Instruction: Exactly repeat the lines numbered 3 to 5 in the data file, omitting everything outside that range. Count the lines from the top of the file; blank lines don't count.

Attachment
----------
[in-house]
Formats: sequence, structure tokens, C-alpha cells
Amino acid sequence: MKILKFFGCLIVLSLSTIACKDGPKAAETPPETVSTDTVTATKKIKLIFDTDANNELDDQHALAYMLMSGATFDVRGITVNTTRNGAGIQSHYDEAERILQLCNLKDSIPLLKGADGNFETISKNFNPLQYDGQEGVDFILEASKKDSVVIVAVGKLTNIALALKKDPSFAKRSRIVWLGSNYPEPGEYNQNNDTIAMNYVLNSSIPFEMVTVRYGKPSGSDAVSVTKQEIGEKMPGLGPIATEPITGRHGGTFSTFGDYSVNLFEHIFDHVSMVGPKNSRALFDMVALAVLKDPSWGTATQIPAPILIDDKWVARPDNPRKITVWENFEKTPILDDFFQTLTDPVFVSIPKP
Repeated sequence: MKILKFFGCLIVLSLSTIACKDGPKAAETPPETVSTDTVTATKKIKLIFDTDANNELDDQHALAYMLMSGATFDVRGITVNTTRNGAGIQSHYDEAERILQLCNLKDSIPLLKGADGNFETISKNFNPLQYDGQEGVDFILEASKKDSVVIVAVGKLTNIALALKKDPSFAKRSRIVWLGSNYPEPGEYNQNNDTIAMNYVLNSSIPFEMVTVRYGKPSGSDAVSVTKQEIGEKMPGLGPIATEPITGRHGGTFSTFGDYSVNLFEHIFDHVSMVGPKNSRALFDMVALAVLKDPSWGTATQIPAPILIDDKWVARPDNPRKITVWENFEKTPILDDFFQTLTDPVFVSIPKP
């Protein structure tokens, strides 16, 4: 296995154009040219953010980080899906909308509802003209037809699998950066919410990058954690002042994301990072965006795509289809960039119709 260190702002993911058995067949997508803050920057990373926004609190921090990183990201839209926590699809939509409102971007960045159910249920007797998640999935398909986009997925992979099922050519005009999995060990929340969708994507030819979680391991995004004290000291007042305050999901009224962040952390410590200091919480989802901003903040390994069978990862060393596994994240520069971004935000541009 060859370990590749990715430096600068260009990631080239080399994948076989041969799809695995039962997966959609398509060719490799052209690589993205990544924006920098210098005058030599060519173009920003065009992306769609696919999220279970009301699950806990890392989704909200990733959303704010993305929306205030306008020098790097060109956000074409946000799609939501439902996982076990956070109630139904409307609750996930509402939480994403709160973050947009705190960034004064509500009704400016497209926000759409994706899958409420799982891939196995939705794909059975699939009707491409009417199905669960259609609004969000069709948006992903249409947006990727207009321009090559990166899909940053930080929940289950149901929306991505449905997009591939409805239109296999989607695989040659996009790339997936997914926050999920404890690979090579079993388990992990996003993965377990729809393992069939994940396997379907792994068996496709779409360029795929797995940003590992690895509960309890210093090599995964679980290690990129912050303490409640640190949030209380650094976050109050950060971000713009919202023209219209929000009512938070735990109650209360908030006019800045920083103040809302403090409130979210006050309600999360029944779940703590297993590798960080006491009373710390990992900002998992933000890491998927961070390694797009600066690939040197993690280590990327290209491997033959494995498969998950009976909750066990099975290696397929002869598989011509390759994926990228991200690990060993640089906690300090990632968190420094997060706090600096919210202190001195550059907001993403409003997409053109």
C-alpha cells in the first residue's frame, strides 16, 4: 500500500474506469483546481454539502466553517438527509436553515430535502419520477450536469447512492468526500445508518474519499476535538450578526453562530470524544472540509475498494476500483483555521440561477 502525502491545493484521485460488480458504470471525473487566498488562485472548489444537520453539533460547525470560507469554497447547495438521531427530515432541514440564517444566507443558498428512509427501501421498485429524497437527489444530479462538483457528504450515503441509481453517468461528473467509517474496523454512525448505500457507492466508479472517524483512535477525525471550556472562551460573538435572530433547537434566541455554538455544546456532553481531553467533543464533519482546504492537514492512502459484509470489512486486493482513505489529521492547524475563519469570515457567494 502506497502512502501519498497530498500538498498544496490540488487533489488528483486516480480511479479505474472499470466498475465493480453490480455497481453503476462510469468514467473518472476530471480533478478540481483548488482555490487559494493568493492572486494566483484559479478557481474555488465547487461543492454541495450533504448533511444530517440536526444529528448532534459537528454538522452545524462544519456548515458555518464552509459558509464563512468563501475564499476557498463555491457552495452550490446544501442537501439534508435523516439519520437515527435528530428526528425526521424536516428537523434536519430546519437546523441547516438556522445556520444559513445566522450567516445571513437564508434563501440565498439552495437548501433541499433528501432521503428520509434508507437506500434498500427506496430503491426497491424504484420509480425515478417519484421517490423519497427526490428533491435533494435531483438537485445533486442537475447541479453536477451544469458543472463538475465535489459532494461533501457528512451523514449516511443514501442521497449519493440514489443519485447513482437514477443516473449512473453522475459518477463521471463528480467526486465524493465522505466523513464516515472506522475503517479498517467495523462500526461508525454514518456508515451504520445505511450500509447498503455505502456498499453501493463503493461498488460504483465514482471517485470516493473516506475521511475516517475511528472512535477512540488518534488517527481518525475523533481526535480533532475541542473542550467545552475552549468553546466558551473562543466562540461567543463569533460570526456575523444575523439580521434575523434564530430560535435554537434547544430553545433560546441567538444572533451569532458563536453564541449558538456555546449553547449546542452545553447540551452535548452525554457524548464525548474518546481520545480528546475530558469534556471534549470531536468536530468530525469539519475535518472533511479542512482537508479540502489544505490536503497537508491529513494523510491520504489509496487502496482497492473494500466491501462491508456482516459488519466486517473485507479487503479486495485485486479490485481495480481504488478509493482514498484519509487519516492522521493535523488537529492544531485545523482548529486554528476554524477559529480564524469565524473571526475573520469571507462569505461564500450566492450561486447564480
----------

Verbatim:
Amino acid sequence: MKILKFFGCLIVLSLSTIACKDGPKAAETPPETVSTDTVTATKKIKLIFDTDANNELDDQHALAYMLMSGATFDVRGITVNTTRNGAGIQSHYDEAERILQLCNLKDSIPLLKGADGNFETISKNFNPLQYDGQEGVDFILEASKKDSVVIVAVGKLTNIALALKKDPSFAKRSRIVWLGSNYPEPGEYNQNNDTIAMNYVLNSSIPFEMVTVRYGKPSGSDAVSVTKQEIGEKMPGLGPIATEPITGRHGGTFSTFGDYSVNLFEHIFDHVSMVGPKNSRALFDMVALAVLKDPSWGTATQIPAPILIDDKWVARPDNPRKITVWENFEKTPILDDFFQTLTDPVFVSIPKP
Repeated sequence: MKILKFFGCLIVLSLSTIACKDGPKAAETPPETVSTDTVTATKKIKLIFDTDANNELDDQHALAYMLMSGATFDVRGITVNTTRNGAGIQSHYDEAERILQLCNLKDSIPLLKGADGNFETISKNFNPLQYDGQEGVDFILEASKKDSVVIVAVGKLTNIALALKKDPSFAKRSRIVWLGSNYPEPGEYNQNNDTIAMNYVLNSSIPFEMVTVRYGKPSGSDAVSVTKQEIGEKMPGLGPIATEPITGRHGGTFSTFGDYSVNLFEHIFDHVSMVGPKNSRALFDMVALAVLKDPSWGTATQIPAPILIDDKWVARPDNPRKITVWENFEKTPILDDFFQTLTDPVFVSIPKP
């Protein structure tokens, strides 16, 4: 296995154009040219953010980080899906909308509802003209037809699998950066919410990058954690002042994301990072965006795509289809960039119709 260190702002993911058995067949997508803050920057990373926004609190921090990183990201839209926590699809939509409102971007960045159910249920007797998640999935398909986009997925992979099922050519005009999995060990929340969708994507030819979680391991995004004290000291007042305050999901009224962040952390410590200091919480989802901003903040390994069978990862060393596994994240520069971004935000541009 060859370990590749990715430096600068260009990631080239080399994948076989041969799809695995039962997966959609398509060719490799052209690589993205990544924006920098210098005058030599060519173009920003065009992306769609696919999220279970009301699950806990890392989704909200990733959303704010993305929306205030306008020098790097060109956000074409946000799609939501439902996982076990956070109630139904409307609750996930509402939480994403709160973050947009705190960034004064509500009704400016497209926000759409994706899958409420799982891939196995939705794909059975699939009707491409009417199905669960259609609004969000069709948006992903249409947006990727207009321009090559990166899909940053930080929940289950149901929306991505449905997009591939409805239109296999989607695989040659996009790339997936997914926050999920404890690979090579079993388990992990996003993965377990729809393992069939994940396997379907792994068996496709779409360029795929797995940003590992690895509960309890210093090599995964679980290690990129912050303490409640640190949030209380650094976050109050950060971000713009919202023209219209929000009512938070735990109650209360908030006019800045920083103040809302403090409130979210006050309600999360029944779940703590297993590798960080006491009373710390990992900002998992933000890491998927961070390694797009600066690939040197993690280590990327290209491997033959494995498969998950009976909750066990099975290696397929002869598989011509390759994926990228991200690990060993640089906690300090990632968190420094997060706090600096919210202190001195550059907001993403409003997409053109």